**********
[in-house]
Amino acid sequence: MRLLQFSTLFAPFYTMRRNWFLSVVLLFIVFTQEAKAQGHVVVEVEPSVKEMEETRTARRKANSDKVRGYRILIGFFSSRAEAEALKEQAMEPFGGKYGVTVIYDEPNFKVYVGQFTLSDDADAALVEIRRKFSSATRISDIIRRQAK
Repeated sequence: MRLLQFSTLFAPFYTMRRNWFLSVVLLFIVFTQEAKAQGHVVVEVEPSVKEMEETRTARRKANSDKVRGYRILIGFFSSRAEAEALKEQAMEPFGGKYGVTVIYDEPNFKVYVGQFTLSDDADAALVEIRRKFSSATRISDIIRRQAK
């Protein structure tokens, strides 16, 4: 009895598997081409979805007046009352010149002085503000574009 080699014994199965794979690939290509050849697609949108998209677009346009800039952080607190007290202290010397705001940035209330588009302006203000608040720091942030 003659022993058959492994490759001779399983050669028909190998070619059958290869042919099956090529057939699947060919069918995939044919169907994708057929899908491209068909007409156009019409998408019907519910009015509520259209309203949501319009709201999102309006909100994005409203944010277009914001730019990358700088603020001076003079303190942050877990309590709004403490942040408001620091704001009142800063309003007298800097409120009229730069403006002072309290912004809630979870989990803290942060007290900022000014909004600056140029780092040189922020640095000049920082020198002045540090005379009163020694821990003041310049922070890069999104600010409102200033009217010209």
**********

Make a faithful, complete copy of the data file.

[in-house]
Amino acid sequence: MRLLQFSTLFAPFYTMRRNWFLSVVLLFIVFTQEAKAQGHVVVEVEPSVKEMEETRTARRKANSDKVRGYRILIGFFSSRAEAEALKEQAMEPFGGKYGVTVIYDEPNFKVYVGQFTLSDDADAALVEIRRKFSSATRISDIIRRQAK
Repeated sequence: MRLLQFSTLFAPFYTMRRNWFLSVVLLFIVFTQEAKAQGHVVVEVEPSVKEMEETRTARRKANSDKVRGYRILIGFFSSRAEAEALKEQAMEPFGGKYGVTVIYDEPNFKVYVGQFTLSDDADAALVEIRRKFSSATRISDIIRRQAK
């Protein structure tokens, strides 16, 4: 009895598997081409979805007046009352010149002085503000574009 080699014994199965794979690939290509050849697609949108998209677009346009800039952080607190007290202290010397705001940035209330588009302006203000608040720091942030 003659022993058959492994490759001779399983050669028909190998070619059958290869042919099956090529057939699947060919069918995939044919169907994708057929899908491209068909007409156009019409998408019907519910009015509520259209309203949501319009709201999102309006909100994005409203944010277009914001730019990358700088603020001076003079303190942050877990309590709004403490942040408001620091704001009142800063309003007298800097409120009229730069403006002072309290912004809630979870989990803290942060007290900022000014909004600056140029780092040189922020640095000049920082020198002045540090005379009163020694821990003041310049922070890069999104600010409102200033009217010209």